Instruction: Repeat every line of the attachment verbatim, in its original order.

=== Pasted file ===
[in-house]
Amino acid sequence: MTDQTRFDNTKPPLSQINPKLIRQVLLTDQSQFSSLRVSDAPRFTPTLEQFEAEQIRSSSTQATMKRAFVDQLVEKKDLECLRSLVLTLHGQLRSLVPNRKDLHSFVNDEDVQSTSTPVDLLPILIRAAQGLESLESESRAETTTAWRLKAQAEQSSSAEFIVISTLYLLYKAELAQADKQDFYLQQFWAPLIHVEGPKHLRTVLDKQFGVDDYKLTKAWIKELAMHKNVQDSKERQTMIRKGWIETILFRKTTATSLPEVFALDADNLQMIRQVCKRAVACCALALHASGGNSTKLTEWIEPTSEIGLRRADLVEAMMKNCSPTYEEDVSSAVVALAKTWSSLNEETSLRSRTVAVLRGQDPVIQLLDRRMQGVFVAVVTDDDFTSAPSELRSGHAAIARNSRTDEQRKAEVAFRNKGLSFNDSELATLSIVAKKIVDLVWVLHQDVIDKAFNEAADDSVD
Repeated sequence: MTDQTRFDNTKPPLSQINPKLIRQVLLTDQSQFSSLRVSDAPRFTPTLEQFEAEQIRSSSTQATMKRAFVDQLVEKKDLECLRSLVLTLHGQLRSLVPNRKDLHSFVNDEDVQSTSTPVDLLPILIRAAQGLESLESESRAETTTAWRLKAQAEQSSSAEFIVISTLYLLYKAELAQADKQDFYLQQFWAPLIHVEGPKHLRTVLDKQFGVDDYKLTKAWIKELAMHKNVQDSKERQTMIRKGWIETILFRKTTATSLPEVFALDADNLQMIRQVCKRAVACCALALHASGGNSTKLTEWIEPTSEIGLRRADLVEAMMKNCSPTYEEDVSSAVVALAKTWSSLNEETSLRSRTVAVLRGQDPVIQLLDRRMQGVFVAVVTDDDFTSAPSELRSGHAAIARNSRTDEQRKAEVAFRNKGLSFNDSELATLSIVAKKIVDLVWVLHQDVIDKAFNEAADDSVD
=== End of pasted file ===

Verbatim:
[in-house]
Amino acid sequence: MTDQTRFDNTKPPLSQINPKLIRQVLLTDQSQFSSLRVSDAPRFTPTLEQFEAEQIRSSSTQATMKRAFVDQLVEKKDLECLRSLVLTLHGQLRSLVPNRKDLHSFVNDEDVQSTSTPVDLLPILIRAAQGLESLESESRAETTTAWRLKAQAEQSSSAEFIVISTLYLLYKAELAQADKQDFYLQQFWAPLIHVEGPKHLRTVLDKQFGVDDYKLTKAWIKELAMHKNVQDSKERQTMIRKGWIETILFRKTTATSLPEVFALDADNLQMIRQVCKRAVACCALALHASGGNSTKLTEWIEPTSEIGLRRADLVEAMMKNCSPTYEEDVSSAVVALAKTWSSLNEETSLRSRTVAVLRGQDPVIQLLDRRMQGVFVAVVTDDDFTSAPSELRSGHAAIARNSRTDEQRKAEVAFRNKGLSFNDSELATLSIVAKKIVDLVWVLHQDVIDKAFNEAADDSVD
Repeated sequence: MTDQTRFDNTKPPLSQINPKLIRQVLLTDQSQFSSLRVSDAPRFTPTLEQFEAEQIRSSSTQATMKRAFVDQLVEKKDLECLRSLVLTLHGQLRSLVPNRKDLHSFVNDEDVQSTSTPVDLLPILIRAAQGLESLESESRAETTTAWRLKAQAEQSSSAEFIVISTLYLLYKAELAQADKQDFYLQQFWAPLIHVEGPKHLRTVLDKQFGVDDYKLTKAWIKELAMHKNVQDSKERQTMIRKGWIETILFRKTTATSLPEVFALDADNLQMIRQVCKRAVACCALALHASGGNSTKLTEWIEPTSEIGLRRADLVEAMMKNCSPTYEEDVSSAVVALAKTWSSLNEETSLRSRTVAVLRGQDPVIQLLDRRMQGVFVAVVTDDDFTSAPSELRSGHAAIARNSRTDEQRKAEVAFRNKGLSFNDSELATLSIVAKKIVDLVWVLHQDVIDKAFNEAADDSVD